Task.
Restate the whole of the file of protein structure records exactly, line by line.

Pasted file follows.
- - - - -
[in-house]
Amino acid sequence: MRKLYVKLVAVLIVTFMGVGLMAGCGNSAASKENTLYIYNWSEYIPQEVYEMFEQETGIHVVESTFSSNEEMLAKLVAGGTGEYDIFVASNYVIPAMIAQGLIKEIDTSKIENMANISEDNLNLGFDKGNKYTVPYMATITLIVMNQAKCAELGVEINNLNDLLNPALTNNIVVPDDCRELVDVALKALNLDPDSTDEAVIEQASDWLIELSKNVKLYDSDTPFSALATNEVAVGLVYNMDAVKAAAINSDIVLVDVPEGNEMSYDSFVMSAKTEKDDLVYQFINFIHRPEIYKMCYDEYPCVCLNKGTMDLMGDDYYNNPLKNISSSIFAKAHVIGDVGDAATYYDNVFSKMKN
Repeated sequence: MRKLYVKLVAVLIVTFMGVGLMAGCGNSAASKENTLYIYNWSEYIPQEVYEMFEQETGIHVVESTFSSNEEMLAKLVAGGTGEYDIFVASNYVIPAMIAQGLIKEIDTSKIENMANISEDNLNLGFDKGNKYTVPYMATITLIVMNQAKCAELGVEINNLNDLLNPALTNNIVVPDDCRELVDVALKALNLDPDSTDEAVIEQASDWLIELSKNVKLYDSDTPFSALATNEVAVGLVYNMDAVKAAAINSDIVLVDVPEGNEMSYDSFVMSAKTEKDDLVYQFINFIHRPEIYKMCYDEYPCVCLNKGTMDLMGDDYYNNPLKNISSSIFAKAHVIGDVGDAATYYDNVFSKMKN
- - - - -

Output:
[in-house]
Amino acid sequence: MRKLYVKLVAVLIVTFMGVGLMAGCGNSAASKENTLYIYNWSEYIPQEVYEMFEQETGIHVVESTFSSNEEMLAKLVAGGTGEYDIFVASNYVIPAMIAQGLIKEIDTSKIENMANISEDNLNLGFDKGNKYTVPYMATITLIVMNQAKCAELGVEINNLNDLLNPALTNNIVVPDDCRELVDVALKALNLDPDSTDEAVIEQASDWLIELSKNVKLYDSDTPFSALATNEVAVGLVYNMDAVKAAAINSDIVLVDVPEGNEMSYDSFVMSAKTEKDDLVYQFINFIHRPEIYKMCYDEYPCVCLNKGTMDLMGDDYYNNPLKNISSSIFAKAHVIGDVGDAATYYDNVFSKMKN
Repeated sequence: MRKLYVKLVAVLIVTFMGVGLMAGCGNSAASKENTLYIYNWSEYIPQEVYEMFEQETGIHVVESTFSSNEEMLAKLVAGGTGEYDIFVASNYVIPAMIAQGLIKEIDTSKIENMANISEDNLNLGFDKGNKYTVPYMATITLIVMNQAKCAELGVEINNLNDLLNPALTNNIVVPDDCRELVDVALKALNLDPDSTDEAVIEQASDWLIELSKNVKLYDSDTPFSALATNEVAVGLVYNMDAVKAAAINSDIVLVDVPEGNEMSYDSFVMSAKTEKDDLVYQFINFIHRPEIYKMCYDEYPCVCLNKGTMDLMGDDYYNNPLKNISSSIFAKAHVIGDVGDAATYYDNVFSKMKN